Salimeh Rangzan, standing, in a scene from "Only Men Go to the Grave."
Photo courtesy of MAD Solutions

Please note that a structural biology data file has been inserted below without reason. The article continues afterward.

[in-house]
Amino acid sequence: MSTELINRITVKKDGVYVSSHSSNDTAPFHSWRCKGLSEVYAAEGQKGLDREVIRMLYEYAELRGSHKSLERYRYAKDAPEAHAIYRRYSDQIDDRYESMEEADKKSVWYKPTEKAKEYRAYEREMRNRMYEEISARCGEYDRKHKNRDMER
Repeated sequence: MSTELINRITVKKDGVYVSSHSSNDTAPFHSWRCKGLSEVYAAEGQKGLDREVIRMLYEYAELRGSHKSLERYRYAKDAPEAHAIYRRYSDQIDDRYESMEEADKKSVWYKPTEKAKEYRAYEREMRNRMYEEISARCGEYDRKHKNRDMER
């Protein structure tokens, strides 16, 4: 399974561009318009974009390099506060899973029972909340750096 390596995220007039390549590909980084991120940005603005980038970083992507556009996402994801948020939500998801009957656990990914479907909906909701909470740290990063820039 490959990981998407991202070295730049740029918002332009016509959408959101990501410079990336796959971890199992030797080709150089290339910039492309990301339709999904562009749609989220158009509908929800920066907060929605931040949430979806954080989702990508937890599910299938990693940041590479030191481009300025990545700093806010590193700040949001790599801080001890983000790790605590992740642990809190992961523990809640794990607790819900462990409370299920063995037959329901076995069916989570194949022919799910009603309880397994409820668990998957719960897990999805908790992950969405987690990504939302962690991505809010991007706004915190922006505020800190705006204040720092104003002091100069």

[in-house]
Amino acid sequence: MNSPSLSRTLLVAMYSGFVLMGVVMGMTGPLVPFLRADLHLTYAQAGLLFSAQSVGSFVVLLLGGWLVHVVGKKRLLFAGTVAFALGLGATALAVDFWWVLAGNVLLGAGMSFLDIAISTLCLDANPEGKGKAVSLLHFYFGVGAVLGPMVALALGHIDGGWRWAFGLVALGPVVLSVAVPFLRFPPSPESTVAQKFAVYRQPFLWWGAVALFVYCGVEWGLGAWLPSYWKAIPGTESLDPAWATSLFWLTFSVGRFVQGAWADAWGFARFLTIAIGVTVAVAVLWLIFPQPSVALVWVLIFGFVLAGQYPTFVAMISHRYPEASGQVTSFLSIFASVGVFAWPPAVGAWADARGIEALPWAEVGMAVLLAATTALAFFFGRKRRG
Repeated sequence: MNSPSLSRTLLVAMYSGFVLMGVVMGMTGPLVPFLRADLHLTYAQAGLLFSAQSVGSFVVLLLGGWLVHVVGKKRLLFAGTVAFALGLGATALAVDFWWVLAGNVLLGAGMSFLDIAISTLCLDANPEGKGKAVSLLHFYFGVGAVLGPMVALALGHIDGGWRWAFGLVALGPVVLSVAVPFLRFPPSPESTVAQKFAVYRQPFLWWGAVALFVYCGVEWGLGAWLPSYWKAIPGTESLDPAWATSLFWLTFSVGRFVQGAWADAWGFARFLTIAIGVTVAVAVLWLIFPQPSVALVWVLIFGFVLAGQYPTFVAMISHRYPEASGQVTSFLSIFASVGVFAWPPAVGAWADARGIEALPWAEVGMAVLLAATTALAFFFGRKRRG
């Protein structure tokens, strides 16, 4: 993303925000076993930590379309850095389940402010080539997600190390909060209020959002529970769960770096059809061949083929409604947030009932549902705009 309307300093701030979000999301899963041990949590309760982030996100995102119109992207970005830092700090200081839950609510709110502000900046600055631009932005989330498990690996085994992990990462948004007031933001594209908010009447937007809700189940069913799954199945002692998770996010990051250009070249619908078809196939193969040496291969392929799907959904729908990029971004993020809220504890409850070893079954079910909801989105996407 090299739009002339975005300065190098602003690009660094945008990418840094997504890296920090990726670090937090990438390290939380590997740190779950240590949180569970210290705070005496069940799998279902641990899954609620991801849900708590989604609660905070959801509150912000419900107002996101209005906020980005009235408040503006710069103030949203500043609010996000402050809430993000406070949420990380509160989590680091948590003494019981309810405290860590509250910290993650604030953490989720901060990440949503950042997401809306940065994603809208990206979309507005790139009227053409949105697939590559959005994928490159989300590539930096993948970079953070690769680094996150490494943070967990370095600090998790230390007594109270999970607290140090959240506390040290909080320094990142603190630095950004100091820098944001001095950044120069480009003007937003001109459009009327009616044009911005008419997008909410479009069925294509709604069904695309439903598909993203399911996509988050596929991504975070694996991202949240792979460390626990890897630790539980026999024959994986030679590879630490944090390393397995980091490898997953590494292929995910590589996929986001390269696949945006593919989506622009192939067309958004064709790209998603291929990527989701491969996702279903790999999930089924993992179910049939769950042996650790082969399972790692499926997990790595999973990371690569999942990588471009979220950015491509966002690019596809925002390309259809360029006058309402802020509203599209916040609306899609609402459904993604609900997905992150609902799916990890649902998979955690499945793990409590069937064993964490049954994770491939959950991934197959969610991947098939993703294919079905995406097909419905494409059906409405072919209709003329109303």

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An Emirati filmmaker is pushing boundaries and bypassing government censors by delicately unraveling a story about a traditional family grappling with issues of gender identity, sectarianism and women's rights.The film seems a departure for this region's cinema because its homosexual characters are neither secondary figures nor Westernized or globalized elites – as in previous high-profile Arabic film. The film's principal characters are homosexual lovers who are also traditional Arab mothers, wives and caretakers.Surprisingly, the film passed state censors to screen at major movie theaters across Dubai this month.Egyptian cinema, the Arab world's best established film industry, has tackled homosexuality in film since the 1950s, though often portraying it as something that exists among a progressive minority.Egyptian film critic Joseph Fahim said Kaabi's film appears to be the first made by a Gulf filmmaker to tackle homosexuality in such a candid manner.It took Kaabi six years to complete the ambitious project, which was awarded best Emirati film at the Dubai International Film Festival in 2016 – the year it was produced.
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